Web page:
‘Tom and Jerry’ is a series of animated cartoon films. We find humour with the rivalry between a cat (Tom) and a mouse (Jerry), Tom’s chasing Jerry and slapstick scenes. “Tom’s making numerous attempts to capture Jerry which leads to destruction” – it creates fun. The scenes such as slicing Tom in half, shutting his head in a window or a door, stuffing Tom’s tail in a mangle, kicking him into a refrigerator, plugging his tail into an electric socket, sticking matches into his feet and lighting them, etc. amuse all the viewers.
The Brave Potter Summary in English
‘The Brave Potter’ is a very popular Telugu folktale collected by Marguerite Siek. It is a humorous story. A potter is the hero of this story.
It was a dark evening and the sky was full of clouds. The rain was about to start. It was starting to rain and an old tiger ran through the rain for shelter. The tiger crawled under the thatched roof of an old hut and lay down by the door. It was an old woman’s hut which had a leak. When the tiger began to fall asleep, he heard a woman’s voice complaining the leak in her hut was very terrible. She also complained aloud that she would rather meet a tiger than have the leak in her house. When the tiger heard her words, he thought that the ‘leak’ was a very dangerous and strong animal. He was doubtful whether they were all not afraid of him. While these thoughts were lingering in his mind, he fell asleep.
On the afternoon of that day, a potter had drunk more wine and no longer felt tired. When the rain began, he suddenly remembered that he had left his donkey tied under a tree. He rushed to the spot but couldn’t find it. He started searching for it. While he was searching, he often stumbled over roots and fallen branches. He felt angrier and wanted to give the donkey a good beating when he caught it. He reached the old woman’s hut and mistook the tiger for his donkey. He couldn’t notice the difference between a donkey and a tiger as he had drunk. He kicked and beat the sleeping tiger. The tiger thought that it must be the ‘leak’ who came out of the hut. The tiger shivered with fright and wanted to do as the ‘leak’ said. The potter jumped onto the frightened tiger’s back, rode it home and tied it up with the iron chain.
The next morning, the news spread throughout the village that the potter had caught a tiger and tied it to a tree in his yard. All of them praised his courage. But the potter couldn’t understand how it all had happened! They didn’t believe him saying that he had only brought his donkey home. The villagers even praised him for his modesty. A few years later a war broke out. The enemy army was much stronger. The king was worrying how he could save the country. He wanted a brave man to lead the army. One of his ministers told the king about the brave potter. He called for the potter, made him the General of the army and ordered him to lead the army into battle the next day. But the potter was worrying very much as he never carried a sword, nor had he ever ridden a horse. Hence, he wanted to practise riding the horse. He woke up early the next morning and climbed onto the horse’s back with great difficulty. Then he asked his wife to tie his feet to the stirrups. His wife bound his feet tightly to the stirrups and tied the two stirrups together. She also tied him to the saddle. Suddenly, the horse jumped free and galloped out of the stable. The potter held to the horse’s neck tightly and prayed to all the gods to save his life.
The horse galloped through the streets, the city gates and began to head for the enemy’s camp. Though he tried to pull on the reins and control the horse, the horse didn’t stop. The potter grabbed a branch when they passed a young tree. When a sentry from the enemy camp saw him with a tree in one hand and the reins in the other, he thought that the horse-rider must be the General who captured a tiger with his bare hands. Immediately he made loud shouts warning his men about the famous Tiger-General who was rushing towards them to attack. The frightened soldiers fled. Even their king followed his soldiers leaving a letter in the tent. The potter was surprised to find the camp empty. He brought the letter and gave it to his wife. He requested her to take the letter to their king and tell him the enemy had run away. His wife gave the letter to the king and he read it. He praised the potter and rewarded the potter so well that he didn’t need to work again.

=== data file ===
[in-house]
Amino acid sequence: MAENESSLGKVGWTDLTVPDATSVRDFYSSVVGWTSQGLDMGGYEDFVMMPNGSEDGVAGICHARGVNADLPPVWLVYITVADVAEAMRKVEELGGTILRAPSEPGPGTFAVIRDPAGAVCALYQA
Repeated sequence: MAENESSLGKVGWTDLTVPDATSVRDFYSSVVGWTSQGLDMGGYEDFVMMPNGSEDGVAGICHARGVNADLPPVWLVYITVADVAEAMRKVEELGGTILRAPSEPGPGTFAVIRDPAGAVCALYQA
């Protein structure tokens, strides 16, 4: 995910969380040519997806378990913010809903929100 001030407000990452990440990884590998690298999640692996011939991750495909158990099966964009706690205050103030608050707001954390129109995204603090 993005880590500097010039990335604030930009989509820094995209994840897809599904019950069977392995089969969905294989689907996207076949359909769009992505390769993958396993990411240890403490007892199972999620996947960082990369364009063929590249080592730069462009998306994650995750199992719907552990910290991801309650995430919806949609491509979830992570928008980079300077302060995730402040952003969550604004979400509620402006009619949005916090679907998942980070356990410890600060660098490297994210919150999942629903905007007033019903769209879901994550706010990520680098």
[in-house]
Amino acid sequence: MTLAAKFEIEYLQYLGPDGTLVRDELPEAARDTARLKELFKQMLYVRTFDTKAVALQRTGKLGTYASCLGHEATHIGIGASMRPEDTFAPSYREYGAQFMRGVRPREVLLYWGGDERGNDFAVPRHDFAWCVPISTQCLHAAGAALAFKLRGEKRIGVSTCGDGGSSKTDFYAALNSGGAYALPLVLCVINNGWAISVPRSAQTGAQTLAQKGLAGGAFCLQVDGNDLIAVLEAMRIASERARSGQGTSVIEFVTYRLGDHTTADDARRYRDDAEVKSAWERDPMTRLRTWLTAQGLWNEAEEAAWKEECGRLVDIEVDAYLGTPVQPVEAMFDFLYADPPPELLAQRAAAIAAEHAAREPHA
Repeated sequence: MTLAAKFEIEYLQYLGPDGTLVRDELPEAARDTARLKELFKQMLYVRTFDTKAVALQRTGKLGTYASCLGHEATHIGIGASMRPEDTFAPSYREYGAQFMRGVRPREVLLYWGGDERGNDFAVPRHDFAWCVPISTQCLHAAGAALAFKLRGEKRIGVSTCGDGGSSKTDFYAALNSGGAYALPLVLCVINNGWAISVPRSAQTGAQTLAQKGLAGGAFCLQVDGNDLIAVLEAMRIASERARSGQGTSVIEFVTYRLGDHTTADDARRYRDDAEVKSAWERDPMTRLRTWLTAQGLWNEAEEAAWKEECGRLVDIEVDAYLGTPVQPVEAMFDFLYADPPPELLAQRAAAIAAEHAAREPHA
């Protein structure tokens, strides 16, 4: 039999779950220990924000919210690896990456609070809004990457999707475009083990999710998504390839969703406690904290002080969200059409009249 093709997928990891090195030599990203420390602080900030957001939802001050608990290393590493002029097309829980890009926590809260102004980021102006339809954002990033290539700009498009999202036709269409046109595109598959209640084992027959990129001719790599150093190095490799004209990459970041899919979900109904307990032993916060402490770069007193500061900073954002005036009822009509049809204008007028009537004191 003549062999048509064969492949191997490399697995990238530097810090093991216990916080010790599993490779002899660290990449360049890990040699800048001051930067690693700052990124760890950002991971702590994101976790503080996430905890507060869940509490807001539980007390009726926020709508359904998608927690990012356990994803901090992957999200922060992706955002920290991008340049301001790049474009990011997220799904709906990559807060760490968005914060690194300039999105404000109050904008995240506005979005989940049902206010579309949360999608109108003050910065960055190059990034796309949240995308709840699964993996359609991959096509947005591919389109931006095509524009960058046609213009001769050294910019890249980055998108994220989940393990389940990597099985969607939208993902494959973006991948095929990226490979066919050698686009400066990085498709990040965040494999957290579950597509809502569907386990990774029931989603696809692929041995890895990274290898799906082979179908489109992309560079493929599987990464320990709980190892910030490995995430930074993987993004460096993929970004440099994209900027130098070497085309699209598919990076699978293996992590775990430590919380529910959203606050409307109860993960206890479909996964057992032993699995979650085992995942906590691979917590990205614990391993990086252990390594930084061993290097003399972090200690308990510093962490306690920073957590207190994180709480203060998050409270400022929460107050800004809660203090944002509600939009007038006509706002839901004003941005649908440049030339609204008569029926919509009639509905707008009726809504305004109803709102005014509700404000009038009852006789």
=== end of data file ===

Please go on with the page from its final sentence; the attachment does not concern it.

The Brave Potter About the Author
Marguerite Siek was a great story teller. He was very much interested in telling folk and mythological stories of Asia. He travelled across many Asian countries and collected interesting short stories from various countries and published them in English. He translated many famous Indian folk stories into English. The present short story The Brave Potter’ is a very popular Telugu one collected by him from India.
The Brave Potter Glossary
blinding (adj): very bright
thatched (adj): covered with dried straw
nod off (phr.v): fall asleep
leak (n): a small hole that lets liquid or gas flow into or out of something
bound (v): tied someone so that they couldn’t move or escape
scream (v): to make a high loud noise with one’s voice because one is hurt, frightened, excited etc.
head (v): go to or travel towards a particular place
palm-wine (n): toddy/fermented palm juice drunk by village folk (kallu In Telugu)
stable (n): a building where horses are kept
grumble: to keep complaining in an unhappy way
stumbled: walked In an unsteady way and often almost Fell
muttered (v): spoke something that cannot be heard
groaned (v): made a long deep sound because one is in pain. upset or disappointed
Your Majesty (phr): way of addressing a king or a queen
saddle (n): a leather seat for a rider on a horse
stirrups (n): metal rings that hang down on each side of a horse’s saddle, used to support the riders foot
pawing (v): touching something repeatedly with a paw
hooves (n): the hard parts of the feet of some animals like horses (‘Hooves’ is the plural form of ‘hool.)
reins (n): long leather bands held by a horse rider to control it
sentry (n): guard/a soldier whose job is to guard something
uprooted (v): pulled a tree or a plant out of the ground
deserted (adj): empty and quiet because flO people are there
cheering crowds (phr): a large gathering of people shouting in joy